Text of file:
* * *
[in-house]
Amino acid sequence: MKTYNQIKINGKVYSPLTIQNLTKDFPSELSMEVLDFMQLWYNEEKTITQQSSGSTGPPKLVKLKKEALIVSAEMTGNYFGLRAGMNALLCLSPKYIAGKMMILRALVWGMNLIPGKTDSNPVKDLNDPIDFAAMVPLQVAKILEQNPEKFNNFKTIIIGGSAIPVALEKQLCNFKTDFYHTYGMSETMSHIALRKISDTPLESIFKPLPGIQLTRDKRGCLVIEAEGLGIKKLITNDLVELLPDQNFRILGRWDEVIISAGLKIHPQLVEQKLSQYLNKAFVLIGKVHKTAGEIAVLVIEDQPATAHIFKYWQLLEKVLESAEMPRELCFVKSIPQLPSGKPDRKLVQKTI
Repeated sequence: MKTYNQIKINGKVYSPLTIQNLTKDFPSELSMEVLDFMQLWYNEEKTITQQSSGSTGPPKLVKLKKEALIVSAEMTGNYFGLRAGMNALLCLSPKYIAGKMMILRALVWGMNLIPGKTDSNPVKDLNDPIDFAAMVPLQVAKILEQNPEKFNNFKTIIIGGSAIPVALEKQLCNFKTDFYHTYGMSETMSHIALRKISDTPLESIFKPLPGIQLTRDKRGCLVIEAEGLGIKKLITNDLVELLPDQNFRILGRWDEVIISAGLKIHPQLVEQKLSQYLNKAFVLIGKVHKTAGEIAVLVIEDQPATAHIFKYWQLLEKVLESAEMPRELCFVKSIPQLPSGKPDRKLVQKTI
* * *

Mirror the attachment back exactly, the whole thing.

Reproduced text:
[in-house]
Amino acid sequence: MKTYNQIKINGKVYSPLTIQNLTKDFPSELSMEVLDFMQLWYNEEKTITQQSSGSTGPPKLVKLKKEALIVSAEMTGNYFGLRAGMNALLCLSPKYIAGKMMILRALVWGMNLIPGKTDSNPVKDLNDPIDFAAMVPLQVAKILEQNPEKFNNFKTIIIGGSAIPVALEKQLCNFKTDFYHTYGMSETMSHIALRKISDTPLESIFKPLPGIQLTRDKRGCLVIEAEGLGIKKLITNDLVELLPDQNFRILGRWDEVIISAGLKIHPQLVEQKLSQYLNKAFVLIGKVHKTAGEIAVLVIEDQPATAHIFKYWQLLEKVLESAEMPRELCFVKSIPQLPSGKPDRKLVQKTI
Repeated sequence: MKTYNQIKINGKVYSPLTIQNLTKDFPSELSMEVLDFMQLWYNEEKTITQQSSGSTGPPKLVKLKKEALIVSAEMTGNYFGLRAGMNALLCLSPKYIAGKMMILRALVWGMNLIPGKTDSNPVKDLNDPIDFAAMVPLQVAKILEQNPEKFNNFKTIIIGGSAIPVALEKQLCNFKTDFYHTYGMSETMSHIALRKISDTPLESIFKPLPGIQLTRDKRGCLVIEAEGLGIKKLITNDLVELLPDQNFRILGRWDEVIISAGLKIHPQLVEQKLSQYLNKAFVLIGKVHKTAGEIAVLVIEDQPATAHIFKYWQLLEKVLESAEMPRELCFVKSIPQLPSGKPDRKLVQKTI